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Why do all of my pets have stomach troubles?
May 15, 2011 4:09 PM   Subscribe

Why are all of my pets sick all the time?

To start, I have two dogs and two cats, and they have all been to the vet. So "you need to see a vet" isn't helpful, unfortunately.

My animals are all indoor animals, and only go outside with supervision. For the last year, we have lived in the same house, and during that time all four animals have had recurrent health issues.

I have a schnauzer with known liver problems, but the issue in this post is his stomach. He constantly vomits and has bloody diarrhea. The first time this happened, the vet diagnosed him with pancreatitis, treated it (quite expensively), and sent him home with several medications. He got better, but as soon as the medications ran out, he got sick again. We have been on an endless cycle of this for several months, minus the pancreatitis, which cleared up after the first round. He is currently not really interested in eating, vomiting a lot, and having bloody bowel movements, despite his special, low-protein liver food (which he has been on for two years). Two different vet offices have run countless tests, even the really expensive in-depth ones, to no avail. He even had an exploratory abdominial surgery to check for a blockage of some sort, and there was nothing there.

My terrier began having bloody diarrhea several months prior to my schnauzer's pancreatitis episode. He, too, was extensively tested, and finally given the diagnosis of irritable bowel and switched to prescription food for sensitive stomachs. He still has episodes of stomach issues, though.

One of my cats vomits pretty regularly, as well. And I don't mean coughs up hair balls. I mean vomits up his meals.

So, the vets are no help. They run tests, send the animals home, and it starts all over again. I have spent thousands of dollars trying to treat a problem I can't identify. The vets are aware that all of the animals go through different symptoms regularly, but none of the three vets I have seen with these issues have offered an environmental cause that would affect them all.

Which is why I look to you. What could my animals be getting into, indoors, that could cause these problems? I have an extremely minimalist home, with absolutely no potpourri or decorative items for them to chew on. Of course they have no access to chemicals or cleaning products. They have been known to chew anything in sight, but because an intestinal blockage was ruled out in my schnauzer, I doubt the act of simply eating anything and everything is the root. (Seriously, my terrier has chewed through Kong toys, rugs, even my coffee table.) Is there an emotional cause that could be the root? Stress?

Any idea? This is very distressing, and expensive, and just all around not cool.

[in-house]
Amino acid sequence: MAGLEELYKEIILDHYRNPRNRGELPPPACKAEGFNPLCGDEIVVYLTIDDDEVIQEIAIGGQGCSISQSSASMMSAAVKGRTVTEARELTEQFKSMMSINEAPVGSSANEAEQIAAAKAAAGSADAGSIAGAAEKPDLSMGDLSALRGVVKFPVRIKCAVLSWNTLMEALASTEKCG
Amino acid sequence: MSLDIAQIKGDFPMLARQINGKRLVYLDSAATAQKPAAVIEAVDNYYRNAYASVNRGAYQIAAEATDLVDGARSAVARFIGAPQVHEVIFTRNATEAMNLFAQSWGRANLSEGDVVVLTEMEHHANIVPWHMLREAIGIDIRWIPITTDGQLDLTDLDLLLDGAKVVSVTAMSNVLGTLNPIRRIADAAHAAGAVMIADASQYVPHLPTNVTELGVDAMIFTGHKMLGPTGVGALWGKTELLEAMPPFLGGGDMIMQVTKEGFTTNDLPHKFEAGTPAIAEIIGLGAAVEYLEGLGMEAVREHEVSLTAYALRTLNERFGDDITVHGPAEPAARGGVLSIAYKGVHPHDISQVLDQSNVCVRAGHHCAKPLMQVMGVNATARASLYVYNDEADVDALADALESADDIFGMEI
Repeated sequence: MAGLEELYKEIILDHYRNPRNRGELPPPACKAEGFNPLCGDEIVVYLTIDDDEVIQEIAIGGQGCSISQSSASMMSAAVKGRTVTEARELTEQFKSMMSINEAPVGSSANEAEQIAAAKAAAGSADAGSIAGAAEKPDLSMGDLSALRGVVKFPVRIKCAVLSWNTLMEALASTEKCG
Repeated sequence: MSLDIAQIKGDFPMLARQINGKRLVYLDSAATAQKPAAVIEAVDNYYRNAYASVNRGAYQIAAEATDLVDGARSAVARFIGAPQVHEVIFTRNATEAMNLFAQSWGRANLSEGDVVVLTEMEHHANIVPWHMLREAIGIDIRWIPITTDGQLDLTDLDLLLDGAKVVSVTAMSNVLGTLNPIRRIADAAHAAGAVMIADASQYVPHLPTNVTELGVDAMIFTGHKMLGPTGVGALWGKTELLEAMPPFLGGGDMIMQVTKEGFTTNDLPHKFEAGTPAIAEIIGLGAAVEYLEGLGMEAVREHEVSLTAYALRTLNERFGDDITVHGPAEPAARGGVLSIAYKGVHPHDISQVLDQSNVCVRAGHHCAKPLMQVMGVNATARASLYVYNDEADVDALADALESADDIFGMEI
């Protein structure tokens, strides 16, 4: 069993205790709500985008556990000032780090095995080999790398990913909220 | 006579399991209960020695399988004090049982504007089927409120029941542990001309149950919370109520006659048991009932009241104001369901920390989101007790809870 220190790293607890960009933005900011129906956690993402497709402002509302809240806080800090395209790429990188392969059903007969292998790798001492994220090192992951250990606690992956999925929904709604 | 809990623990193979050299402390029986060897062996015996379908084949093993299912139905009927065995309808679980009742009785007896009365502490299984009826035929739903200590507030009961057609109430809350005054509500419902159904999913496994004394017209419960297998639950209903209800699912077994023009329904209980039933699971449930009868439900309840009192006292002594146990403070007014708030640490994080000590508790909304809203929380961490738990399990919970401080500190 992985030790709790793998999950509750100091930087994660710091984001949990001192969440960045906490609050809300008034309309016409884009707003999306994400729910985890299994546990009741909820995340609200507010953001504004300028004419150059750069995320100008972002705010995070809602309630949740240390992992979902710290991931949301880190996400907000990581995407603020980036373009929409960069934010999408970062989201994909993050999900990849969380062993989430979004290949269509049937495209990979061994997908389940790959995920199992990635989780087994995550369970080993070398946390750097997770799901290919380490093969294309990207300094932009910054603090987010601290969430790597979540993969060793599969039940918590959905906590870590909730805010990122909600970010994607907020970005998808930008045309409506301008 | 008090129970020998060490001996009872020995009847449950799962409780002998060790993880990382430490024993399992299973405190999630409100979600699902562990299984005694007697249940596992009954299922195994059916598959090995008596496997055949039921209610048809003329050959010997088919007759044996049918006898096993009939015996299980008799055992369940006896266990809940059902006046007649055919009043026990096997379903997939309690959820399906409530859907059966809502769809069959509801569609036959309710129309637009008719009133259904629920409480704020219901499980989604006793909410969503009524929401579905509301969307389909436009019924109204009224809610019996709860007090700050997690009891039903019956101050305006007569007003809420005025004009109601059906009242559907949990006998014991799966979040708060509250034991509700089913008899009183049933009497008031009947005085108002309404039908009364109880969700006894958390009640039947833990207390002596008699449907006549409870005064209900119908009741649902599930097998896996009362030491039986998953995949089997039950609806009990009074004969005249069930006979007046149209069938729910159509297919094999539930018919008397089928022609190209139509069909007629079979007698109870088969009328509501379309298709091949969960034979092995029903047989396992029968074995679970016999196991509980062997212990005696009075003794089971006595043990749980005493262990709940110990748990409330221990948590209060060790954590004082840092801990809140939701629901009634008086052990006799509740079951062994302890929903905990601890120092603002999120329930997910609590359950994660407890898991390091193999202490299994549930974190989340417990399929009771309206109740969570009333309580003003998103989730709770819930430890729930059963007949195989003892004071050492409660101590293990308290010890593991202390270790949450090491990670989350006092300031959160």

posted by starbaby to Pets & Animals (15 answers total)
 
What are you feeding them? Brand names and how much?
posted by (Arsenio) Hall and (Warren) Oates at 4:10 PM on May 15, 2011


Have you seen an internal medicine specialist?
posted by k8t at 4:14 PM on May 15, 2011 [1 favorite]


Could there be something wrong with the tap water that is screwing them up? Switch to distilled water for a few weeks, maybe?
posted by babbageboole at 4:15 PM on May 15, 2011


Get your home checked for both mold and lead.
posted by juniperesque at 4:24 PM on May 15, 2011 [4 favorites]


Have they been tested for giardia? I don't know where you live, but here in California its fairly common...my dogs seem to come down with it once a year. It is highly contagious, but easily treatable with medication. They can pick it up off grass...mine got it from drinking from a puddle. I am not sure if it can be passed to cats, but a google search would turn that up (people can get it, so it would seem it can be passed inter-species). To determine if they have it, its a relatively inexpensive stool test. Might be worth a try. Good luck.
posted by Z if for Zillah at 4:24 PM on May 15, 2011 [1 favorite]


I wonder if you could have mold or fungus growing in some area of your house that you can't see but that the animals can get to (e.g. under the bed, behind a couch) that they might be eating or licking. You could try quarantining one of them off in a controlled room for a day or two to see if the symptoms get better.
posted by phunniemee at 4:25 PM on May 15, 2011


Schnauzer is on dry Hill's L/D, and I don't remember the amount, slightly less than 2 cups a day. He is also on a liver medication and Pepcid for now. The terrier has the same amount, but it is half canned, half dry Hill's W/D (tried I/D but it was too balnd and he refused to eat it). Kitty has been on several foods (I don't like to switch around, but grain-free made him sick, then our local store stopped selling Indigo Moon) but right now it is Purina One Beyond. Again, not sure how much--around a cup, maybe more, because he is a massive cat, like 17 pounds. Not fat, just huge, like a smaller version of a Maine coon.

I have not seen an internal medicine specialist, as I have never heard of one in my area. Perhaps I should ask for a referral.

I considered the water, but my second cat is fine. Dogs have visited and drank it and not gotten ill. Could it just affect some animals?

Who do you call for mold and lead checks?

They have been tested for giardia, though I understand it is difficult to "catch," meaning it doesn't always show up on the test, so a diagnosis is hard to get. And they have had rounds of antibiotics since this started, wouldn't that have kicked it?

When my schnauzer was hospitalized with pancreatitis, he improved. So a quarantine would probably help. But because these episodes seem to come and go regularly and independent of cause, I wouldn't be sure if the quarantine was what was fixing the problem.
posted by starbaby at 4:29 PM on May 15, 2011


Is low-level carbon monoxide poisoning possible?